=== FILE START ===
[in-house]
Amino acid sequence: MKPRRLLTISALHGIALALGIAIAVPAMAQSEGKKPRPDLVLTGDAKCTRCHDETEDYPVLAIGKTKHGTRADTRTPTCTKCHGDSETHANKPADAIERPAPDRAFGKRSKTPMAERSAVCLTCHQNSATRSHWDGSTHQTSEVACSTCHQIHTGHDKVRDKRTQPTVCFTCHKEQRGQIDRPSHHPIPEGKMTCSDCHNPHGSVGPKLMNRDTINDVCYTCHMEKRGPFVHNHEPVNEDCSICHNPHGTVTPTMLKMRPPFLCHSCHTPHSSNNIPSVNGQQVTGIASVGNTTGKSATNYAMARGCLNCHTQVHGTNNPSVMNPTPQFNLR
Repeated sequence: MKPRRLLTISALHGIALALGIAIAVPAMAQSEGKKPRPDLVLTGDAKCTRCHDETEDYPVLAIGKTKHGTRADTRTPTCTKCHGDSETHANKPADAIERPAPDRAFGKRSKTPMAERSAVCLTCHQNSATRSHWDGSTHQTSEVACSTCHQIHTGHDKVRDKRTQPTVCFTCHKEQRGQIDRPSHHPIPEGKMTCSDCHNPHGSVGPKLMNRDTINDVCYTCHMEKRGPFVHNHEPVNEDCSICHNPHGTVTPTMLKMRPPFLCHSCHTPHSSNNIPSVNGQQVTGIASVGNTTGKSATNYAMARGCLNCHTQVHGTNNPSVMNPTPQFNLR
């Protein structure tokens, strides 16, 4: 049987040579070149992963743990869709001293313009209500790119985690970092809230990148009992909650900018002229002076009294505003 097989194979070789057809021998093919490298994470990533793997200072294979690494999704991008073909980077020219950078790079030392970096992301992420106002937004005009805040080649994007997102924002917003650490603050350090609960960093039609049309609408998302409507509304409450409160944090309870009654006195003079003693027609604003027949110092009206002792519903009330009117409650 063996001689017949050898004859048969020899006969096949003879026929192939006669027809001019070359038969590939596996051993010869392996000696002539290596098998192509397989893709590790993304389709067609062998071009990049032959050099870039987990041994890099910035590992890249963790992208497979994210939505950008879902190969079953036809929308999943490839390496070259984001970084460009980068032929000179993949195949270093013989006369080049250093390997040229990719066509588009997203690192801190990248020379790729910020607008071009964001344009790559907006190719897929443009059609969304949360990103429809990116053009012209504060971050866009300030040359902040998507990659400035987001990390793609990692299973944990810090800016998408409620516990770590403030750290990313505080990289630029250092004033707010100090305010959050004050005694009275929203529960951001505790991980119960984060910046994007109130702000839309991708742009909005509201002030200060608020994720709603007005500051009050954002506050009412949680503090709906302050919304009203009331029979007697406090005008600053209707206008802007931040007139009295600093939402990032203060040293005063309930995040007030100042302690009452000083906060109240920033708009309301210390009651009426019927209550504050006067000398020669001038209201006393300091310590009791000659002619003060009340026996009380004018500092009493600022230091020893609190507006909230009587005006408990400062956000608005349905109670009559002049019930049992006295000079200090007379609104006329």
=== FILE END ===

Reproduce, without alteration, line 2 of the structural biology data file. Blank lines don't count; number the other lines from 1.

Amino acid sequence: MKPRRLLTISALHGIALALGIAIAVPAMAQSEGKKPRPDLVLTGDAKCTRCHDETEDYPVLAIGKTKHGTRADTRTPTCTKCHGDSETHANKPADAIERPAPDRAFGKRSKTPMAERSAVCLTCHQNSATRSHWDGSTHQTSEVACSTCHQIHTGHDKVRDKRTQPTVCFTCHKEQRGQIDRPSHHPIPEGKMTCSDCHNPHGSVGPKLMNRDTINDVCYTCHMEKRGPFVHNHEPVNEDCSICHNPHGTVTPTMLKMRPPFLCHSCHTPHSSNNIPSVNGQQVTGIASVGNTTGKSATNYAMARGCLNCHTQVHGTNNPSVMNPTPQFNLR